More patients with chronic wounds that won’t heal unaided are seeking treatment in hospital and outpatient facilities. The prevalence of people with diabetes and pre-diabetes in the general population, higher rates of obesity, and aging baby boomers are fueling this demand, along with the rise of severe anemia, radiation tissue damage, burns, severe bacterial infection, and gangrene. Without proper care, these injuries can lead to further health problems or even amputation.

In response, healthcare organizations have been adding wound care units to deliver specialized care. A wound care unit typically includes a waiting area, exam rooms, a dressing area with lockers for patient changing, a sub-waiting area for patients waiting treatment, and a chamber room where treatment is delivered. There’s also a consultation room for patient and family discussions with clinicians and bathrooms for patients and clinical staff. Support spaces needed include tech work and physician charting areas, soiled holding, and equipment storage.


Planning considerations

A primary procedure of wound care is hyperbaric oxygen therapy (HBOT), a medical treatment designed to enhance the body’s natural healing process through the inhalation of 100 percent oxygen. This treatment takes place inside a total body chamber, where atmospheric pressure is increased and controlled. The Class B hyperbaric chamber, designed for a single occupant, is the most common type used for this treatment. These chambers have integrated voice communication systems and are manufactured of clear acrylic, which allows the attending staff to see and speak to the patient during treatment.

Planning for these units in a healthcare facility involves careful consideration of spatial requirements, particularly to accommodate the chamber and the process of loading patients, who enter at the end of the chamber via a gurney that’s part of the HBOT equipment. Chambers are approximately 3 feet wide and 9 feet long. Due to the space required for loading, some manufacturers recommend a 22-foot clearance from the headwall to the opposite end of the room. Double-row chamber arrangements require twice the amount of space. Chambers are usually arranged in pairs with a 4-foot clearance needed between the chambers, so staff can visualize two patients at once.

Given the size of the chamber, architects and designers also need to plan the route required for installing and removing them from the treatment space. HBOT units are often located on a first floor to facilitate installation of this large equipment.

To address the patient experience, television and audio entertainment systems are often built into the chamber, as treatments typically last between one and two hours, with five sessions generally required to treat acute conditions.

Units within hospital settings are required to meet standard hospital code requirements. However, planning for a HBOT wound care center in an outpatient setting, such as a medical office building (MOB), must address different code requirements than a typical MOB. For example, centers with four or more HBOT chambers are considered ambulatory care facilities under the International Building Code and must be separated from other occupancies by a two-hour fire-barrier. The National Fire Protection Association’s Health Care Facilities Code, NFPA 99, also applies in outpatient settings and requires that the unit containing the hyperbaric chambers has automatic fire sprinkler protection. These code requirements are not always prevalent in a typical medical office building.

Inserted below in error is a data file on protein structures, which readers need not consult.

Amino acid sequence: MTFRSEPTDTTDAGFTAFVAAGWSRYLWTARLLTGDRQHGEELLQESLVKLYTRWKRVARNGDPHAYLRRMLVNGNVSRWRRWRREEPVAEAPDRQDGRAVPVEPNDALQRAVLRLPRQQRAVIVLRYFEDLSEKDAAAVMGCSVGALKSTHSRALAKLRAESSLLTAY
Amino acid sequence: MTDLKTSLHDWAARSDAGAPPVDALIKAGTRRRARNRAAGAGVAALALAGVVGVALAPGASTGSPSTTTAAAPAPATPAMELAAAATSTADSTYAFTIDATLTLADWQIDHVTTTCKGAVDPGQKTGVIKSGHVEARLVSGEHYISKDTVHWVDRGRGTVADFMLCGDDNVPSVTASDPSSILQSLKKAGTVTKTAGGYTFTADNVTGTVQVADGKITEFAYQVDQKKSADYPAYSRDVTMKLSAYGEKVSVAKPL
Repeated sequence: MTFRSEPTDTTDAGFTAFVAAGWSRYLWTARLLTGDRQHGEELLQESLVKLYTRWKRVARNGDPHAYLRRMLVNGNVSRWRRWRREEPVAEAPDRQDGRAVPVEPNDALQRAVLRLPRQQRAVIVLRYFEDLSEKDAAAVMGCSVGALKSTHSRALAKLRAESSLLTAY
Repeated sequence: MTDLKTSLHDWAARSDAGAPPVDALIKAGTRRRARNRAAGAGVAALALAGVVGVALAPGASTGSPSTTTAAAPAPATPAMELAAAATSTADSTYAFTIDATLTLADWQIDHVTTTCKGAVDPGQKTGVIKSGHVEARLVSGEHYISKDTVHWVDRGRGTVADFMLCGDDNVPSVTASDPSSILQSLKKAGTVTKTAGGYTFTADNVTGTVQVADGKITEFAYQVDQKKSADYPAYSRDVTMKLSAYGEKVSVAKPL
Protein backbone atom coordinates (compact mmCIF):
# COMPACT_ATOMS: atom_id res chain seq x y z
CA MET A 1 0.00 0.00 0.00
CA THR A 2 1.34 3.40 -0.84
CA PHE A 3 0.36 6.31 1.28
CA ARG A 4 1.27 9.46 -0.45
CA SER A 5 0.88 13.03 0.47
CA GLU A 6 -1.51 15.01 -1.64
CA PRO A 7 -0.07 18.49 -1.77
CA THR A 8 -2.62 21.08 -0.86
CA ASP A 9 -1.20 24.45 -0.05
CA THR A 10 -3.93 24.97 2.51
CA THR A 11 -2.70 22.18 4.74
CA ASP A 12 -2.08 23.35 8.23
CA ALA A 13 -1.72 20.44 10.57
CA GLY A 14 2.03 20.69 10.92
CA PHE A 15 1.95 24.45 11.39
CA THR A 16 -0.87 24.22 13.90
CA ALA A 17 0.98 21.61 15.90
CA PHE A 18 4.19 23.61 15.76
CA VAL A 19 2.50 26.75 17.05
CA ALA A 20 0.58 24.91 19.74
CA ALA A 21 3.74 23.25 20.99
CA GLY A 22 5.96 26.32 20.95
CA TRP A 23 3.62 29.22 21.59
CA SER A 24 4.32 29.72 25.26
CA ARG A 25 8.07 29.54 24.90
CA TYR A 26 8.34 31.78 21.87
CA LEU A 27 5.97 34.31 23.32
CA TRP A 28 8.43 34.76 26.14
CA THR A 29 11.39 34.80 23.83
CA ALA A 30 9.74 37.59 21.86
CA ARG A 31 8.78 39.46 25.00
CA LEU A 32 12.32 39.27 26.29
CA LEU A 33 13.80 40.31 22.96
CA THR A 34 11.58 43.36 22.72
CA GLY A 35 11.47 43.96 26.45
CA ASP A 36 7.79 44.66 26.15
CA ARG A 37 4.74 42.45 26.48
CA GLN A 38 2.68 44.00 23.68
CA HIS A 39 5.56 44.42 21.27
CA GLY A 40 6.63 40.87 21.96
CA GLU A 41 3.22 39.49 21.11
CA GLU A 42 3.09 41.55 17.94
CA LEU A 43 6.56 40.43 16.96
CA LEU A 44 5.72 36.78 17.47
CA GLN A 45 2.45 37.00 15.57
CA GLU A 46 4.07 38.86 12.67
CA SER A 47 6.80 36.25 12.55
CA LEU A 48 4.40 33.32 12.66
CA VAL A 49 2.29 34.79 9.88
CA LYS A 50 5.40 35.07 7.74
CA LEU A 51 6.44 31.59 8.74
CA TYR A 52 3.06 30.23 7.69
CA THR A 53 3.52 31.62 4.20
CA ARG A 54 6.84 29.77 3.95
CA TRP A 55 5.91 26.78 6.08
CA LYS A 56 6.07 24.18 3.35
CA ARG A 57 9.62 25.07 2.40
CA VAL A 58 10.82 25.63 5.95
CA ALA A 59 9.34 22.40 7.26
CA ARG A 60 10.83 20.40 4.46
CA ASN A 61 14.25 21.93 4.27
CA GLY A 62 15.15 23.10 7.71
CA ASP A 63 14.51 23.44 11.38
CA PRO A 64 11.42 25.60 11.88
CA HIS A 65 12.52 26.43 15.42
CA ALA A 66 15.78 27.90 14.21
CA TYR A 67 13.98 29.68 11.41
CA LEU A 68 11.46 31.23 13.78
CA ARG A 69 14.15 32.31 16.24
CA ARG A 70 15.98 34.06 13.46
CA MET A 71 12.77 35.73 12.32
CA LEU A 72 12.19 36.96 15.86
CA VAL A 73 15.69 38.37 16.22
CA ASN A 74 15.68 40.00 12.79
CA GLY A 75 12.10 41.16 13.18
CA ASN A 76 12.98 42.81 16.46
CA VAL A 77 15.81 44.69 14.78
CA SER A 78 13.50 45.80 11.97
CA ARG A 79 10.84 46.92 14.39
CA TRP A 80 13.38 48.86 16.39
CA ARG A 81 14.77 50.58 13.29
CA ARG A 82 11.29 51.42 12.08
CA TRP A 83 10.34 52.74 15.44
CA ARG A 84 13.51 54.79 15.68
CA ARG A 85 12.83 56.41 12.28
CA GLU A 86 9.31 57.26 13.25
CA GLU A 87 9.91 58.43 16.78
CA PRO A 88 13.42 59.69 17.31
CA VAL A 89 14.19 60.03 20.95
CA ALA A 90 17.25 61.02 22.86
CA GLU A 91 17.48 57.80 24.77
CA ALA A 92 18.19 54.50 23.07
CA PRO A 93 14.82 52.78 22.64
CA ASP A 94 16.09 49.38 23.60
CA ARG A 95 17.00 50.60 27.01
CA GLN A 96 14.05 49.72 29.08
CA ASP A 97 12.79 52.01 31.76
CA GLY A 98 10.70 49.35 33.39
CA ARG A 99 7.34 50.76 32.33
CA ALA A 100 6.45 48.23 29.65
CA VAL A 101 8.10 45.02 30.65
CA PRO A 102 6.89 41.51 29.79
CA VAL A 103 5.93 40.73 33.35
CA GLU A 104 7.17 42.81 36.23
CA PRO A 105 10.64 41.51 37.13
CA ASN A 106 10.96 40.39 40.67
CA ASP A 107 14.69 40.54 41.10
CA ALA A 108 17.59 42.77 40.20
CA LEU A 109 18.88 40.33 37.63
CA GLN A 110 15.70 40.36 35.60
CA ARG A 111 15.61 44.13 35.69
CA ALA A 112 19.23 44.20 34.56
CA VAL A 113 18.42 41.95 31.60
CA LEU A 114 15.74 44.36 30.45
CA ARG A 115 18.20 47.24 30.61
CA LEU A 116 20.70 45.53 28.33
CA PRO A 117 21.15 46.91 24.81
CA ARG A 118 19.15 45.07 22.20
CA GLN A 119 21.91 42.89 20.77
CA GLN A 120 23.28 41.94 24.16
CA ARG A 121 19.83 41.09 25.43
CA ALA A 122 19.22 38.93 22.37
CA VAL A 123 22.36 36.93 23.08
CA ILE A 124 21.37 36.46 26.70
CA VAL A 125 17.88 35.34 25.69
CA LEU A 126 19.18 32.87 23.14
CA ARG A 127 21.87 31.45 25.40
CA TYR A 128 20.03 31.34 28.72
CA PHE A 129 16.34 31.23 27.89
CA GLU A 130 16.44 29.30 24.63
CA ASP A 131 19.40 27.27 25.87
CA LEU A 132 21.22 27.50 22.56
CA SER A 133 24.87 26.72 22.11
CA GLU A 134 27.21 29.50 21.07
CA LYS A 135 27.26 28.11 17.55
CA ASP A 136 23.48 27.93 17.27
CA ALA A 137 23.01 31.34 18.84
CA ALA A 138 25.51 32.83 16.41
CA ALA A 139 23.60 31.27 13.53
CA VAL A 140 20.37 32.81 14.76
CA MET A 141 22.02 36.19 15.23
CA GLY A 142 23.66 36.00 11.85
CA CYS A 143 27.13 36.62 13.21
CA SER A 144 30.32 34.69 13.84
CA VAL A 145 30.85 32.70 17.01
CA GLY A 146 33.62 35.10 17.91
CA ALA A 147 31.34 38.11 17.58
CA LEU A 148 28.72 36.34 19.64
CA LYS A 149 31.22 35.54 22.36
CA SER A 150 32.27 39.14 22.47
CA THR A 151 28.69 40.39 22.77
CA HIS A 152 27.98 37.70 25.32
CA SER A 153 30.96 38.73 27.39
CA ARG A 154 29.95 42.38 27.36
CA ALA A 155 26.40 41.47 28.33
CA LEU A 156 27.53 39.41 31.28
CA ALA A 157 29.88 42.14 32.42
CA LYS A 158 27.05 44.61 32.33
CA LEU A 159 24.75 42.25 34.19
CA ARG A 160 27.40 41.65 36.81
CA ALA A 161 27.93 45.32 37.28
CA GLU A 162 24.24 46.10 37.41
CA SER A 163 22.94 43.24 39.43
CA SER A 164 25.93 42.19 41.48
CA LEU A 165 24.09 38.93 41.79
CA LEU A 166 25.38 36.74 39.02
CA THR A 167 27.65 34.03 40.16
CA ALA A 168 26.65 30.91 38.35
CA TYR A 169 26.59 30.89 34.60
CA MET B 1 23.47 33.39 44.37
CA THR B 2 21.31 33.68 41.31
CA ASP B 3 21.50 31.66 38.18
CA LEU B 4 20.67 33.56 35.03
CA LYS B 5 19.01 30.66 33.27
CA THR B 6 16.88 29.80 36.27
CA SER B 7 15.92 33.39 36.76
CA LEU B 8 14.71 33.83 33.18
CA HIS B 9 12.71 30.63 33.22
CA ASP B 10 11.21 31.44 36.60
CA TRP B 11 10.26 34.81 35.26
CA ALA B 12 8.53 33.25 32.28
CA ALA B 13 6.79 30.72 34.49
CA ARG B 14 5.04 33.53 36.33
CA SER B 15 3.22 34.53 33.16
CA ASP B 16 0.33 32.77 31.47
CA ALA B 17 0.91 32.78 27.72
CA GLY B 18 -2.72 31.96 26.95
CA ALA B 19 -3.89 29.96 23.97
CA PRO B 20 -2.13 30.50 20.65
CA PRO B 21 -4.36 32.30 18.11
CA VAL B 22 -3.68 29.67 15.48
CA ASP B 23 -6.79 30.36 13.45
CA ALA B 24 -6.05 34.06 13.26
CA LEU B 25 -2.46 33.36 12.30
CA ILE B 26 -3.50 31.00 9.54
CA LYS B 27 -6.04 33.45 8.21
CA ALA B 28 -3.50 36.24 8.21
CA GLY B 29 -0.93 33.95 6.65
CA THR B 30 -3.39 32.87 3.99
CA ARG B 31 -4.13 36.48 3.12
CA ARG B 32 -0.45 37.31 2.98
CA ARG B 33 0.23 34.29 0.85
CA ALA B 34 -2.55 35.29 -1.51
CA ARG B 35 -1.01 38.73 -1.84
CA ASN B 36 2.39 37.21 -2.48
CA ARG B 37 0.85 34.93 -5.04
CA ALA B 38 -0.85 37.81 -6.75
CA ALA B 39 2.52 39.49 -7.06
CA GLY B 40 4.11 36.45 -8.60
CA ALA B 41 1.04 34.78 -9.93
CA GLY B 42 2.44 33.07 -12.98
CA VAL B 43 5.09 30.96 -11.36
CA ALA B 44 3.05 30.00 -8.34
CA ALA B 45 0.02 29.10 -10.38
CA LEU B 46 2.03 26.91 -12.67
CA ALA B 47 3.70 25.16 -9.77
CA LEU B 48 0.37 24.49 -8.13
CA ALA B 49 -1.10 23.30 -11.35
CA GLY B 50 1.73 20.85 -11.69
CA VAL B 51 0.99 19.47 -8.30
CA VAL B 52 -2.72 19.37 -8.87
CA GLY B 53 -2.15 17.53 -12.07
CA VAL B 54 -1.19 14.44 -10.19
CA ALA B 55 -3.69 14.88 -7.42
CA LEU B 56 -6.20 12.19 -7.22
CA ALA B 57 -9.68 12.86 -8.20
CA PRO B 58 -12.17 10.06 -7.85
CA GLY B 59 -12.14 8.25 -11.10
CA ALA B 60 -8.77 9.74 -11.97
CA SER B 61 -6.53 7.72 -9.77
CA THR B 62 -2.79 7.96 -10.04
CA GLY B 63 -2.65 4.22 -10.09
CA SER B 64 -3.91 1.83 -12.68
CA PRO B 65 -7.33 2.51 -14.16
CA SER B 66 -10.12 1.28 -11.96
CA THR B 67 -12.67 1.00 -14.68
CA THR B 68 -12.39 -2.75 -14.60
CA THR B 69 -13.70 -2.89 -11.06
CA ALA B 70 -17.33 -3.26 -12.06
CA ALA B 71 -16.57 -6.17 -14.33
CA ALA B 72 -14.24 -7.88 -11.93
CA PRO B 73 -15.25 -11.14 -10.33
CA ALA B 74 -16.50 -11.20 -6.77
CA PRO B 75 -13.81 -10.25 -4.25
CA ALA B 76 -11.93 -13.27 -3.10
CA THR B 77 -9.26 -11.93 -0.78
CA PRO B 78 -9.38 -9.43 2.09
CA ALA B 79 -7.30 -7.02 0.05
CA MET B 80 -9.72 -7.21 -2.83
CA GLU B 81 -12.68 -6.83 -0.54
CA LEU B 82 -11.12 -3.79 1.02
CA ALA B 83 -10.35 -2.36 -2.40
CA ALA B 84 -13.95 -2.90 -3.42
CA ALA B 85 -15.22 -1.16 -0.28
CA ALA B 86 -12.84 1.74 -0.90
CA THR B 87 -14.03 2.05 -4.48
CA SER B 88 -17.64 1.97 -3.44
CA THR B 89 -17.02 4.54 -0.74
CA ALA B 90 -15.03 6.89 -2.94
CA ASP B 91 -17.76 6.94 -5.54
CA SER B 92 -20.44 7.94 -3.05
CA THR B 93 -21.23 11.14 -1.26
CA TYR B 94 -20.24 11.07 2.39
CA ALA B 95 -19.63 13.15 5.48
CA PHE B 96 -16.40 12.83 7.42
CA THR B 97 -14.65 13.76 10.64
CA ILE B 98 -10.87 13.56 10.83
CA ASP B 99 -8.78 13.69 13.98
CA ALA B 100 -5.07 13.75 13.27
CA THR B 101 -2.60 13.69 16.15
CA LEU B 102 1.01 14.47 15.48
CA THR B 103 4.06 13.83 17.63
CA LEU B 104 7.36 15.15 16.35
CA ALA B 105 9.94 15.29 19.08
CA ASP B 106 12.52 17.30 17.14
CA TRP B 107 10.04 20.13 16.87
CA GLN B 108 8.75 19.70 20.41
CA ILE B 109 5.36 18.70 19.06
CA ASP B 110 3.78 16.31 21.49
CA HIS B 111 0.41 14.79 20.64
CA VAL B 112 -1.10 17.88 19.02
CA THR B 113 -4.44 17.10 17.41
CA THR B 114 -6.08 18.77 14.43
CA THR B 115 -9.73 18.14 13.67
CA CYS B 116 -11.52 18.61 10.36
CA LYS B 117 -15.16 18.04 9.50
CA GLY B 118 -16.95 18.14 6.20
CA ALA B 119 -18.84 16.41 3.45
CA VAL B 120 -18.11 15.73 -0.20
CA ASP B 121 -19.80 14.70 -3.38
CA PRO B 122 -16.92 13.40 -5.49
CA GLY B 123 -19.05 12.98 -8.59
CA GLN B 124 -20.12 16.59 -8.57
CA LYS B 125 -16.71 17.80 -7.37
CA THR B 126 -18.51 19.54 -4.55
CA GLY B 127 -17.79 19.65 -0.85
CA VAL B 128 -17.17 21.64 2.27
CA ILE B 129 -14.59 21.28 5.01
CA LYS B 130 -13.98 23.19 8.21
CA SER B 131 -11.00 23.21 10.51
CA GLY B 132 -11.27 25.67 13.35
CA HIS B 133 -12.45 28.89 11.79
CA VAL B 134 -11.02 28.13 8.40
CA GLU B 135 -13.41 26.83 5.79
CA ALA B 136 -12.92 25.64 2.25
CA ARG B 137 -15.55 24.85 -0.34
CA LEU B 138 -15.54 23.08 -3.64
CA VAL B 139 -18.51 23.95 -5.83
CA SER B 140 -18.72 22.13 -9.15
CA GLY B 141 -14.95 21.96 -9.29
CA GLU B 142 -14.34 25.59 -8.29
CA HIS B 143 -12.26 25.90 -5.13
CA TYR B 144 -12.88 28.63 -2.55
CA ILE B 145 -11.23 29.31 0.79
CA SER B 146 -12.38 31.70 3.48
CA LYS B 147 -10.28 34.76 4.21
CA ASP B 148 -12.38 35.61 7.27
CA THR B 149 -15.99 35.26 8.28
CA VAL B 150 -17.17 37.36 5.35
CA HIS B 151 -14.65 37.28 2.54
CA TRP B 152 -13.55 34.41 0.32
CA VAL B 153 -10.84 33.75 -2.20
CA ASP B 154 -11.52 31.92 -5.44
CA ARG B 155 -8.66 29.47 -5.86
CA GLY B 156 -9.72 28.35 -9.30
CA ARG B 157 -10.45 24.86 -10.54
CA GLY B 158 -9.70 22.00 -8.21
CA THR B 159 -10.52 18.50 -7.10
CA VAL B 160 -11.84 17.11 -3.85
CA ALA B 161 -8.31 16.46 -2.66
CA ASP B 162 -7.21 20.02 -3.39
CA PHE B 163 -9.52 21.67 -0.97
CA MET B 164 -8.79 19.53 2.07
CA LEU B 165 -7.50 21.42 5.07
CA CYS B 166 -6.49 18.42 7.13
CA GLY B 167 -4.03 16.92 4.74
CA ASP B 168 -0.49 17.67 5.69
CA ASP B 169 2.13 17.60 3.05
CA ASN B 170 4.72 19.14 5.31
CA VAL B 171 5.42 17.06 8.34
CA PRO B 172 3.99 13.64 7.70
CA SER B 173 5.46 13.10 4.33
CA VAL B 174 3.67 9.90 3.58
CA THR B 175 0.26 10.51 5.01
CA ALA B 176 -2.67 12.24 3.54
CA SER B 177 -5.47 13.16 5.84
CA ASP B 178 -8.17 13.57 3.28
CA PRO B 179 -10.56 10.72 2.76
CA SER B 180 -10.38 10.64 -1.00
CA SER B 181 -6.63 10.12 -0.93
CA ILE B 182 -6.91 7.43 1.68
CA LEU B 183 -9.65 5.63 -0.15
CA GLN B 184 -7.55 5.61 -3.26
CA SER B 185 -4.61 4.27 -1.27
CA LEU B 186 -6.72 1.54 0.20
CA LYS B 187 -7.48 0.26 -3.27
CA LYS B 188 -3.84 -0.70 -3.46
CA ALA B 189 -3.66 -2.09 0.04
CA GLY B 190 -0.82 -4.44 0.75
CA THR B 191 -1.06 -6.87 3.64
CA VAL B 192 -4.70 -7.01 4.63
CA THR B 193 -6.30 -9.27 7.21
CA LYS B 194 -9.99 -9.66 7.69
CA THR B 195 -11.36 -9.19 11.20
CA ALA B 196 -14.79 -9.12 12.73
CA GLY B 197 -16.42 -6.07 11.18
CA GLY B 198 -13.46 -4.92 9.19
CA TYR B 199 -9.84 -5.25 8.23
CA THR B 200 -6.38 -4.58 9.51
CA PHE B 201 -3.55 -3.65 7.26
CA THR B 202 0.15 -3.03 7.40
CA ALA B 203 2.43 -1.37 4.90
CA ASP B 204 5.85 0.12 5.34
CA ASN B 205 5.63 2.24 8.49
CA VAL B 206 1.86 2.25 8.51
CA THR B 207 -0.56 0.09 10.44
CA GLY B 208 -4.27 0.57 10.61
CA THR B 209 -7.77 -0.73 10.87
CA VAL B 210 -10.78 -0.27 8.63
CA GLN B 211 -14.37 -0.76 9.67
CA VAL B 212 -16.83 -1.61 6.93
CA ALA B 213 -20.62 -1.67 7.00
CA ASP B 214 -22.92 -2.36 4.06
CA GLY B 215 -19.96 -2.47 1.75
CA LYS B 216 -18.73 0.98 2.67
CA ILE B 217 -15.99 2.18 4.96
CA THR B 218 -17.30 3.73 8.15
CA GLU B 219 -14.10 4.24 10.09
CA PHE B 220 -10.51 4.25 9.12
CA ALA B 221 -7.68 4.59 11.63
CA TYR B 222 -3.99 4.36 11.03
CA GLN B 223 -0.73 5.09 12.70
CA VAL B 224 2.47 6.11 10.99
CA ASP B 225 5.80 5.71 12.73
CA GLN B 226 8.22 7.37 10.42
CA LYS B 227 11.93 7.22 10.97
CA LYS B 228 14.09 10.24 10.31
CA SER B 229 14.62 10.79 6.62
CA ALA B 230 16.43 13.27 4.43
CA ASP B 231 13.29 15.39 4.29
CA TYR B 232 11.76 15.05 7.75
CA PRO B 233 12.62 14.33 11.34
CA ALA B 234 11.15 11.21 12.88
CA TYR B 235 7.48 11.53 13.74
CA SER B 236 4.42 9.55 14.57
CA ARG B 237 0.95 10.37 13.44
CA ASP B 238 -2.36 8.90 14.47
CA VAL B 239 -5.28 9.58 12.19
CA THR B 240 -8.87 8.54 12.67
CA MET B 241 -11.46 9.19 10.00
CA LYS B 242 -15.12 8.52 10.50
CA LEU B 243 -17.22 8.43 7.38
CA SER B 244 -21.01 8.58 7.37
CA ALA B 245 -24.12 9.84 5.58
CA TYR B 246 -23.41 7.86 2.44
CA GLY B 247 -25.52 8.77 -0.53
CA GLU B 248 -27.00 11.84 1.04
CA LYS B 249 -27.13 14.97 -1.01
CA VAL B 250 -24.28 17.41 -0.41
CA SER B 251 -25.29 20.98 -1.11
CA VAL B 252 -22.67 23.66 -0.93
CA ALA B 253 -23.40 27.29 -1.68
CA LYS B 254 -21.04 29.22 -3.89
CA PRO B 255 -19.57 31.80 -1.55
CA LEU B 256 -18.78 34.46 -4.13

Supplying oxygen

Beyond equipment and space needs, it’s important to consider the high volume of oxygen needed to operate hyperbaric chambers. Specifically, facilities with a wound care unit need a dedicated medical gas yard that’s as large as 16-by-25-feet and located near the facility to house a bulk oxygen tank, reserve bottled oxygen, bottled medical air, and a medical gas manifold. Bulk oxygen tanks are generally refilled by large tanker trucks, which need close access to the site and medical gas yard, as well as a concrete pad for parking the tanker because liquid oxygen spilled onto asphalt can combust or explode when rolled over by a vehicle or walked on.

These units will require larger amounts of oxygen to be on site in proportion to the number of patients being treated than a typical healthcare facility. Oxygen from the medical gas yard is delivered to chambers at higher volumes and pressure than oxygen used for normal respiration by patients in a hospital due to the nature of the treatment. Med gas systems for exhausting the oxygen from the chambers provide breaks from the high-pressure oxygen for the patient during treatment. Medical air is used to purge oxygen from the chamber at breaks and at the end of each patient’s use. A dedicated exhaust vent that takes the highly combustible oxygen safely away from the room and outside of the building must be provided for each chamber to support this process. Master and area alarms that monitor pressure of the medical gas systems are required in these facilities and must be located in a staff-supervised area.


Rising demand

Demand for HBOT is expected to increase as more patients suffering from chronic, non-healing wounds become more aware of the therapy. Additional approved categories of illnesses eligible for the treatment are also expected to grow as new evidence supports the treatment’s range of effectiveness. Planning for demand now will provide a reliable revenue stream and position healthcare providers for competitive success.

Matt Fabre, AIA, is a senior associate and healthcare team director at O’Connell Robertson (Austin, Texas). He can be reached at